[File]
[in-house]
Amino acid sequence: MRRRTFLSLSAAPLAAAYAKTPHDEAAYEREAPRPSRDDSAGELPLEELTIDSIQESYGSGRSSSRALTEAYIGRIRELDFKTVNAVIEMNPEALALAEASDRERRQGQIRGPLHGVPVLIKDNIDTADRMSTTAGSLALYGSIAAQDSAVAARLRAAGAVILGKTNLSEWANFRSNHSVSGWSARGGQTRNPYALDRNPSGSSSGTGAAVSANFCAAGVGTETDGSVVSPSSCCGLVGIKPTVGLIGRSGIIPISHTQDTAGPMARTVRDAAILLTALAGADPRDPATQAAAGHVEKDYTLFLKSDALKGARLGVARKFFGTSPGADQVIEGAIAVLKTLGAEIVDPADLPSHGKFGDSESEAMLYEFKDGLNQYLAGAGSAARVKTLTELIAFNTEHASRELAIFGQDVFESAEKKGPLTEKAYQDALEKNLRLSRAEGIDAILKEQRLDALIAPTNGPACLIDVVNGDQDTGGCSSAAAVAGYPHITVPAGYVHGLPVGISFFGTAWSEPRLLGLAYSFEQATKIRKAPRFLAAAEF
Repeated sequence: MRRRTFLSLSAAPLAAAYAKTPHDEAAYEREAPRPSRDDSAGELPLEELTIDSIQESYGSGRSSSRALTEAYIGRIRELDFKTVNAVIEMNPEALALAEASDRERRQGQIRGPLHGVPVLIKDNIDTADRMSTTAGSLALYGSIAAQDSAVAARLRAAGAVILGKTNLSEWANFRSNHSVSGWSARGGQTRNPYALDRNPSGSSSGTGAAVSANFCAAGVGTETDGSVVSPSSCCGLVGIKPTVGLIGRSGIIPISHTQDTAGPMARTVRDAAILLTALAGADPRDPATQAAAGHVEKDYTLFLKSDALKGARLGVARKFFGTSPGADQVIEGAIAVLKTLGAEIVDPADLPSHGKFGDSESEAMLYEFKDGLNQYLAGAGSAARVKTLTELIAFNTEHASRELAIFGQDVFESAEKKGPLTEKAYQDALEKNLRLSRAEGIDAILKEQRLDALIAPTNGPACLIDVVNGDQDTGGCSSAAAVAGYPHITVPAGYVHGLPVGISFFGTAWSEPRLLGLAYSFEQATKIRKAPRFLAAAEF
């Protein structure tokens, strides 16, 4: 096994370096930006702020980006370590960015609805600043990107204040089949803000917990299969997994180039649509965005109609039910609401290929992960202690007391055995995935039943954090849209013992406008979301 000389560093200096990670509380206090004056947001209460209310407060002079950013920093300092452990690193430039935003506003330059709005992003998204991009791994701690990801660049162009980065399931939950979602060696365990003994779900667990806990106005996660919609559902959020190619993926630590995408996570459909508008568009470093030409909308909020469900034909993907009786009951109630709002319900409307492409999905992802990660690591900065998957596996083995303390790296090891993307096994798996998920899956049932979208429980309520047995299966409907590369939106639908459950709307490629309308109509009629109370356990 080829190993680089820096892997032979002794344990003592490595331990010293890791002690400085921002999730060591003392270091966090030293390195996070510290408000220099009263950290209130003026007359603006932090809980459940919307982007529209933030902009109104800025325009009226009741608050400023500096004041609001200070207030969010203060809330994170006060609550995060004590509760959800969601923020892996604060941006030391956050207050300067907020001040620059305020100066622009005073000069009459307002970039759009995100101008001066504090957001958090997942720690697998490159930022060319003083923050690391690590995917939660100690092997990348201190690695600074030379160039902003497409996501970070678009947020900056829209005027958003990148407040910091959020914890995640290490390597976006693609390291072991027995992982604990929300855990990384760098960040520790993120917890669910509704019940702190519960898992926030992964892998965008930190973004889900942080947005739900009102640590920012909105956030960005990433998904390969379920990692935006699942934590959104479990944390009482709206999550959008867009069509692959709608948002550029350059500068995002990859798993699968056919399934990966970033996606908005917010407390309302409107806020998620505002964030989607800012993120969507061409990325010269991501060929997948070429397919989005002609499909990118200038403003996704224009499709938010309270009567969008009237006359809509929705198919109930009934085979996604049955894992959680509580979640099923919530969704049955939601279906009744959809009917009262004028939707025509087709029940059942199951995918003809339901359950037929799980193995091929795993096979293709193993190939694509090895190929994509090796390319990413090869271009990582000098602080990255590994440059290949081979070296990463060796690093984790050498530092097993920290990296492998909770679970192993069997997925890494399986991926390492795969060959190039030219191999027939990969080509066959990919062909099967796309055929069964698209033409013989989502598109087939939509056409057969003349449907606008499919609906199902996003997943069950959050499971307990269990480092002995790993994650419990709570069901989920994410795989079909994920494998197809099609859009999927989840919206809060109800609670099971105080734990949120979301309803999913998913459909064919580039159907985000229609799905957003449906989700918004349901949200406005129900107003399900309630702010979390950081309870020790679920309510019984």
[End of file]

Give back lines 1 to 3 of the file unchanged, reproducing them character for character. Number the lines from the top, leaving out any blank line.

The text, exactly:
[in-house]
Amino acid sequence: MRRRTFLSLSAAPLAAAYAKTPHDEAAYEREAPRPSRDDSAGELPLEELTIDSIQESYGSGRSSSRALTEAYIGRIRELDFKTVNAVIEMNPEALALAEASDRERRQGQIRGPLHGVPVLIKDNIDTADRMSTTAGSLALYGSIAAQDSAVAARLRAAGAVILGKTNLSEWANFRSNHSVSGWSARGGQTRNPYALDRNPSGSSSGTGAAVSANFCAAGVGTETDGSVVSPSSCCGLVGIKPTVGLIGRSGIIPISHTQDTAGPMARTVRDAAILLTALAGADPRDPATQAAAGHVEKDYTLFLKSDALKGARLGVARKFFGTSPGADQVIEGAIAVLKTLGAEIVDPADLPSHGKFGDSESEAMLYEFKDGLNQYLAGAGSAARVKTLTELIAFNTEHASRELAIFGQDVFESAEKKGPLTEKAYQDALEKNLRLSRAEGIDAILKEQRLDALIAPTNGPACLIDVVNGDQDTGGCSSAAAVAGYPHITVPAGYVHGLPVGISFFGTAWSEPRLLGLAYSFEQATKIRKAPRFLAAAEF
Repeated sequence: MRRRTFLSLSAAPLAAAYAKTPHDEAAYEREAPRPSRDDSAGELPLEELTIDSIQESYGSGRSSSRALTEAYIGRIRELDFKTVNAVIEMNPEALALAEASDRERRQGQIRGPLHGVPVLIKDNIDTADRMSTTAGSLALYGSIAAQDSAVAARLRAAGAVILGKTNLSEWANFRSNHSVSGWSARGGQTRNPYALDRNPSGSSSGTGAAVSANFCAAGVGTETDGSVVSPSSCCGLVGIKPTVGLIGRSGIIPISHTQDTAGPMARTVRDAAILLTALAGADPRDPATQAAAGHVEKDYTLFLKSDALKGARLGVARKFFGTSPGADQVIEGAIAVLKTLGAEIVDPADLPSHGKFGDSESEAMLYEFKDGLNQYLAGAGSAARVKTLTELIAFNTEHASRELAIFGQDVFESAEKKGPLTEKAYQDALEKNLRLSRAEGIDAILKEQRLDALIAPTNGPACLIDVVNGDQDTGGCSSAAAVAGYPHITVPAGYVHGLPVGISFFGTAWSEPRLLGLAYSFEQATKIRKAPRFLAAAEF